I talked about this in my blog, but the biggest thing I want from this system is exactly what this post is about - an edition for everyone. I love this sentence: "We have so much more in common than those differences would have us believe." I've DMed 4e games for hardcore power gamers who sported 50 varieties of frostcheese, and for inner city junior high schoolers who don't know an opportunity attack from a hole in the wall. It's all 4e (with some serious houseruling), and I have fun in both cases. It would be awesome to have a system that can handle both. If the modular model is the way to go, bring it on!

Thanks Tracy! I also (re)entered D&D with 4e and love it. I guess what I am bummed about the most from the relatively short cycle of 4e is that I am heavily invested in 4e and I am wary about giving them more of my money. But I'm excited to have the chance to help them design the game I want to play. Can't wait to hear you and Jeff and your guests discuss it on the Tome Show.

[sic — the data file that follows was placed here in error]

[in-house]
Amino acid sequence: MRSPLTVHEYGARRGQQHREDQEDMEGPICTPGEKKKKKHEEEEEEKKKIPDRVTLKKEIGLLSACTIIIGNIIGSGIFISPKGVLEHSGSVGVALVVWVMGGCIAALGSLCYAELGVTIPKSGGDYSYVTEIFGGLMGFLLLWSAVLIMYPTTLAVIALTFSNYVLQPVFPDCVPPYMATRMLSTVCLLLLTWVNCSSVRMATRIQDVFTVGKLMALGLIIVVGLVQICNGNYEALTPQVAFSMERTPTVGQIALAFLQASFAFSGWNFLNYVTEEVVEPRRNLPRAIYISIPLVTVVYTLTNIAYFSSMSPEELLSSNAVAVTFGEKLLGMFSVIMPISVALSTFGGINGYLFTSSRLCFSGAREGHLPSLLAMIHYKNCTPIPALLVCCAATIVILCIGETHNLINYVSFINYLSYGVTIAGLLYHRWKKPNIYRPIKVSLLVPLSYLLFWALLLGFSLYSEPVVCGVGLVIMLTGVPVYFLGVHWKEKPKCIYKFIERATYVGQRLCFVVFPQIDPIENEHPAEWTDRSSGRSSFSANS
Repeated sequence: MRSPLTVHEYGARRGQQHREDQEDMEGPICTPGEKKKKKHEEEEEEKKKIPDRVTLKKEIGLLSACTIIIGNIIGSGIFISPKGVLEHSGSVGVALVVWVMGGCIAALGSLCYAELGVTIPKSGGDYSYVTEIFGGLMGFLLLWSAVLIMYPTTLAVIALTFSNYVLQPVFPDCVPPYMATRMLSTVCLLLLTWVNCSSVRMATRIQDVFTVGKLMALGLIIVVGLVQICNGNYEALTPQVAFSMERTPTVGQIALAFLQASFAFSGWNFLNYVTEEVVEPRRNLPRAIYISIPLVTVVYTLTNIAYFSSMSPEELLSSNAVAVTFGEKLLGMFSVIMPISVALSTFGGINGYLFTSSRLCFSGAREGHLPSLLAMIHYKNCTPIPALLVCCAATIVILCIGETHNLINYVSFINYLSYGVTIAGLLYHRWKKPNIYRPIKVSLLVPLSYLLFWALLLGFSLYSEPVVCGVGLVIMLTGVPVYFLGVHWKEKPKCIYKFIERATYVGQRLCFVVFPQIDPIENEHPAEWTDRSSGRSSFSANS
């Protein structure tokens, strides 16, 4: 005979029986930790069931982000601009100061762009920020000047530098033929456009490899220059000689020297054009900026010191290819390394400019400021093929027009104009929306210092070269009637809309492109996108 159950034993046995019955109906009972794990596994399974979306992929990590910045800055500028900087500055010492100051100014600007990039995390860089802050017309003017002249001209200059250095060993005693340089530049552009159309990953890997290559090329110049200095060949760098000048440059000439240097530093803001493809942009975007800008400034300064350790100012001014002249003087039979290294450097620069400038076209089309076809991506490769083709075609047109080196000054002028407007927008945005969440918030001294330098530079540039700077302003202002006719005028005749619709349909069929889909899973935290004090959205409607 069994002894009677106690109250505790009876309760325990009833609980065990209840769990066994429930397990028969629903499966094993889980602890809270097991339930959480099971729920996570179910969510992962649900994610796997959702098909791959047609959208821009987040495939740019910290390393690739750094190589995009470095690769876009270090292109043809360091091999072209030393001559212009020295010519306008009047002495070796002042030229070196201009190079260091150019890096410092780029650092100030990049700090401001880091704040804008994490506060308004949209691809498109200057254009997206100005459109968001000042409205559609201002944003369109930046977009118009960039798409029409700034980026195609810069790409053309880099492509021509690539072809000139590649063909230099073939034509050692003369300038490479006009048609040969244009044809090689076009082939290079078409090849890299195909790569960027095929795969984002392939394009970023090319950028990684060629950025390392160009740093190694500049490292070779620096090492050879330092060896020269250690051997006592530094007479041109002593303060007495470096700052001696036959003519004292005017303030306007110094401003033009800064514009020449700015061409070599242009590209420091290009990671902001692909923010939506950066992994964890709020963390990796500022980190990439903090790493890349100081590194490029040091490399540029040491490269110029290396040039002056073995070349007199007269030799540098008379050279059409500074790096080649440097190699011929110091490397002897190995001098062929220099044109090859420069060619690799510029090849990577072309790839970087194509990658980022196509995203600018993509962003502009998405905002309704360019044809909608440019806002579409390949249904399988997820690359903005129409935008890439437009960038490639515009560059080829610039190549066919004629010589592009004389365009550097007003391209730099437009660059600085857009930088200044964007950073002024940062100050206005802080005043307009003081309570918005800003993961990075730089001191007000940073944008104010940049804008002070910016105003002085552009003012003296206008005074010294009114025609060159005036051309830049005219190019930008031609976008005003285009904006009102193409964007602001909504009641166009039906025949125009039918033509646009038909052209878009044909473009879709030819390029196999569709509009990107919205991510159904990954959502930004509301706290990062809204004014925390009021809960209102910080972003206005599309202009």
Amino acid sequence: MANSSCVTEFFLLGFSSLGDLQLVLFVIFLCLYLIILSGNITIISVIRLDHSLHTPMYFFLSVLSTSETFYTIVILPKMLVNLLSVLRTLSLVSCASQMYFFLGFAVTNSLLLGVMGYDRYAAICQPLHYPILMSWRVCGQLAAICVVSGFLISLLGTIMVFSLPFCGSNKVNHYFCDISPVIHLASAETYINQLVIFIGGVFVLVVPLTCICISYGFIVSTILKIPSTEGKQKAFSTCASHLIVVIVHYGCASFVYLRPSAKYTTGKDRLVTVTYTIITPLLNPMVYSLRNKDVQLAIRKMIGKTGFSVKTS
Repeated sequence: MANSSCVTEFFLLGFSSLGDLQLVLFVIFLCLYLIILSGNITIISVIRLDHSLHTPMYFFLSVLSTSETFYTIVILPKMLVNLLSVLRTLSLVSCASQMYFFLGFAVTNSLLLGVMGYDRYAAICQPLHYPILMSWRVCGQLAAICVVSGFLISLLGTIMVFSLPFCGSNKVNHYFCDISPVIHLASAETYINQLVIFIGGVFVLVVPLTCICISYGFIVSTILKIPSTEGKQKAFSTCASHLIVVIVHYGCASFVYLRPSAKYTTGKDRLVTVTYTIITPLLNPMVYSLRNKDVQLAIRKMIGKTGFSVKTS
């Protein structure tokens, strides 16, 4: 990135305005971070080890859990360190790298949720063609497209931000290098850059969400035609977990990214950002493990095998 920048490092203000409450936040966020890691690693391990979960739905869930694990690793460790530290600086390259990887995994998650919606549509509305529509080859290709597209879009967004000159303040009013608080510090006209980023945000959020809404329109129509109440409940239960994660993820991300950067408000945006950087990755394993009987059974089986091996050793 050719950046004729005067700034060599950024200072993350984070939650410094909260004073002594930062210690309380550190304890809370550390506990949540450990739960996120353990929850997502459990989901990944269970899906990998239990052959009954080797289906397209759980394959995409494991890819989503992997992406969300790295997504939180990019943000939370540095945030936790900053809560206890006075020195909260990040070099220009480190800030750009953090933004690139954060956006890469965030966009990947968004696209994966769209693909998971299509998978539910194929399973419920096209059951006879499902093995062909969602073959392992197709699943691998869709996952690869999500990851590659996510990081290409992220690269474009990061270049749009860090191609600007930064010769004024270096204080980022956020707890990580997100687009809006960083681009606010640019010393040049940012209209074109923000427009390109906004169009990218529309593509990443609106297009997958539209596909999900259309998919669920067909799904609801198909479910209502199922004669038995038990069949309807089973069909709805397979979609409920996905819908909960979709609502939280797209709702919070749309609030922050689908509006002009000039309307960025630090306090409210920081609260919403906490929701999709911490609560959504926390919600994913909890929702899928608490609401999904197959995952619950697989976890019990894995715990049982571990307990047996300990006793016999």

I think that a lot of people are going to be wary about giving them more money for 4e at the moment. I was pretty much done with buying more 4e books. I have enough already to play and I don't have a DDI sub, so it's hard for me to say that I would stop buying 4e books and hard to gauge what others will do.

I think, however, that WotC probably (hopefully?) know what they are doing with what the long time to release of 5e (or whatever) and what it will do to 4e sales. I figure either they have seen such a drop in 4e sales already that it's not going to make much difference, or they are so sure of the new edition and the marketing strategy of the open play test that they are willing to take the short term hit. It might be that also they have market research to suggest that people will go out and buy up all the 4e books before they become unavailable.